Adam Zagoria covers basketball at all levels. He is the author of two books and an award-winning journalist whose articles have appeared in ESPN The Magazine, SLAM, Sheridan Hoops, Sports Illustrated, Basketball Times and in newspapers nationwide.
Playing in 60th Straight Major, Rejuvenated Federer Credits Fitness Coach
NEW YORK — While his arch-rival Rafael Nadal is missing yet another Grand Slam tournament with an injury, Roger Federer is playing in his 60th straight Major and continues to look like a man who could win one for the 18th time.
Federer, the 33-year-old father of four, overcame a slow start and a rain delay of almost two hours to dispatch Marcel Granollers, 4-6, 6-1, 6-1, 6-1 to advance to the fourth round of the U.S. Open, a tournament he has won five times but not since 2008.
In the fourth round, No. 2 Federer will face No. 17 Roberto Bautista Agut of Spain, a man he has never met before.
Federer’s draw looks favorable for him to reach the final, especially after No. 4 David Ferrer — his potential semifinal opponent — was ousted Sunday by No. 26 Gilles Simon in four sets.
Afterward, Federer was asked about his remarkable stretch of 60 straight Majors and what it says about his fluid style of play, which taxes his body much less than does Nadal’s grinding, punishing technique.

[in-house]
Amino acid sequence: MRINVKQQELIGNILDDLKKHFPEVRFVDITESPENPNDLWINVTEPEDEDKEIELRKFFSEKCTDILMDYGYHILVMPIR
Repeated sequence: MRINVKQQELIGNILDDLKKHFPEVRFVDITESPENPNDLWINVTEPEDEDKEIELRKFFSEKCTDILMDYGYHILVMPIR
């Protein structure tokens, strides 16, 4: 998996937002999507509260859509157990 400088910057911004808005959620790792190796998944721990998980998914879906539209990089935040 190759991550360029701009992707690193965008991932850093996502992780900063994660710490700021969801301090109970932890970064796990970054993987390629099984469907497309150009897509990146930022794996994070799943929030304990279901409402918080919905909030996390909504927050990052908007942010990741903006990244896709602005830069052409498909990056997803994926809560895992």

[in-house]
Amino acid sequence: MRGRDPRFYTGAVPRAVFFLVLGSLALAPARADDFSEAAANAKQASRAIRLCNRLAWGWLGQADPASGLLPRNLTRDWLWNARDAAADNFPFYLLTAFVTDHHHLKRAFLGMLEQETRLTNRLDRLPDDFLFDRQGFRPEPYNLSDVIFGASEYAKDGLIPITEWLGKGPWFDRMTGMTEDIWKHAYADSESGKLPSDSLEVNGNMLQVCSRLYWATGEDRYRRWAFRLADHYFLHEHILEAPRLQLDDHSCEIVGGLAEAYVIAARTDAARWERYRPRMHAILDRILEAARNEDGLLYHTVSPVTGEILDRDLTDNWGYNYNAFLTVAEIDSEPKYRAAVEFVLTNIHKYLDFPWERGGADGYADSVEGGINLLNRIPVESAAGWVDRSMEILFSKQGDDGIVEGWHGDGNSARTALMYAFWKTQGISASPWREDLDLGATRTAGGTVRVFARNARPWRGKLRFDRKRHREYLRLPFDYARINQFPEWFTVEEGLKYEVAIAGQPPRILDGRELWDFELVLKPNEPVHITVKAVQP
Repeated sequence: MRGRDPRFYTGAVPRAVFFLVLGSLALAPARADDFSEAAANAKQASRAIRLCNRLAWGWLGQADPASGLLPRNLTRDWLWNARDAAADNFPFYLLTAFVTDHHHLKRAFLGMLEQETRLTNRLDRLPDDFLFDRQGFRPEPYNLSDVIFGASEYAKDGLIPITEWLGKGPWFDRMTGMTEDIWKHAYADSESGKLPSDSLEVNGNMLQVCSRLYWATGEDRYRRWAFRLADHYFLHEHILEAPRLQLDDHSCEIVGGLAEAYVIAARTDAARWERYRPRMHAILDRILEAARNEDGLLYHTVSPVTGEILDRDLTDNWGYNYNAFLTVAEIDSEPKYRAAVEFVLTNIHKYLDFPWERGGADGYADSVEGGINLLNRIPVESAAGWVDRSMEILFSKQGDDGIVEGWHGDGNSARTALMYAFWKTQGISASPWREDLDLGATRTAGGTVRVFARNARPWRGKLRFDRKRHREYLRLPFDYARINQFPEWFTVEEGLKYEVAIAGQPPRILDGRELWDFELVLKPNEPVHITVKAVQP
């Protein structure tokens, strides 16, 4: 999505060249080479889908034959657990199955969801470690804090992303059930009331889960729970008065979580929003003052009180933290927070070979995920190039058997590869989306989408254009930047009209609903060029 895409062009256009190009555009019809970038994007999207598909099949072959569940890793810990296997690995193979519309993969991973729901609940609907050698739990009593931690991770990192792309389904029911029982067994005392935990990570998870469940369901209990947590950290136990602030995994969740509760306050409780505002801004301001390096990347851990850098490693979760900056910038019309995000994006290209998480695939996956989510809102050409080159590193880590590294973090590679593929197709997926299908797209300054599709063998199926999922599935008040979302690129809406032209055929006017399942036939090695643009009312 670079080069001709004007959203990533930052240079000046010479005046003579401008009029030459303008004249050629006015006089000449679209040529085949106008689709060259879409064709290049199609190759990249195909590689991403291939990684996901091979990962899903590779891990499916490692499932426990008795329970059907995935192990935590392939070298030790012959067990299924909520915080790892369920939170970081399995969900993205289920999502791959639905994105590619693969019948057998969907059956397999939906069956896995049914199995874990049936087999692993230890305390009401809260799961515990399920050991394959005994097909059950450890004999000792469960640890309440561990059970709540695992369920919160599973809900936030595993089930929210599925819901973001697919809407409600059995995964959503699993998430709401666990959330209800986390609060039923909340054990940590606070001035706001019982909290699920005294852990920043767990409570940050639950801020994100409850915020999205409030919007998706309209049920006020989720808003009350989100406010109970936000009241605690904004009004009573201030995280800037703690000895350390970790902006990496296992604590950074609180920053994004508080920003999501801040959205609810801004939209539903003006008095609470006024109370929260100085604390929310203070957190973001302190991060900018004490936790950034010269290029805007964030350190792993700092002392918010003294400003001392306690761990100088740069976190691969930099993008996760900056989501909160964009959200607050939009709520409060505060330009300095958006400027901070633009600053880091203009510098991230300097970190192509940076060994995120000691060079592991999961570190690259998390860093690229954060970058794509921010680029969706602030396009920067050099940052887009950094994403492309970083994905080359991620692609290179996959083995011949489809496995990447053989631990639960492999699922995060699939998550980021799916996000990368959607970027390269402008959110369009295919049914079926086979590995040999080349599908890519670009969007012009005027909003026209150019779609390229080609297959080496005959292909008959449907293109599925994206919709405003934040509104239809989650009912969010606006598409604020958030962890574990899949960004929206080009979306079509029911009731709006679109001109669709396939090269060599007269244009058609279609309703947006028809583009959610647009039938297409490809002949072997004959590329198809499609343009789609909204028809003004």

“I mean, I’m happy I wake up every day and I’m ready to go,” said Federer, who has won 21 of his past 23 matches, including winning the U.S. Open tuneup in Cincinnati and reaching the final in Toronto. “It’s also great to see [Tommy] Robredo fit like a fiddle at the end last night. I thought that was impressive, too. He’s my age, too. I think when you keep yourself in shape and train the right way, that’s how you do it. Then actually it’s not such a surprise for yourself. But I’m clearly happy about it because it’s become a game of movement.”
Federer wasn’t moving well at the start of the match, when he fell behind 0-3 and 2-5 before the match was stopped for two hours while rain pounded the Billie Jean King USTA National Tennis Center.
After the day session was cancelled and the match resumed in the evening, Federer competed before a sparse crowd as the fans with night tickets slowly made their way into the stadium.
Asked if he recalled the last time he played in a stadium that empty, Federer said, “I don’t know. I don’t remember. Could have been like not long ago, but I don’t know. At that point you’re not really concerned if there’s five people in the stadium or 20,000. Really it’s about getting back into the match. I thought it all worked out well at the end for fans, TV, us as well. It was a bit different feeling, but it was nice the way it filled up quickly. It was natural. There wasn’t ever any interruption. I think it was quite smooth actually.”
Federer looked like a different player after the delay, in what he said were cooler, less windy conditions.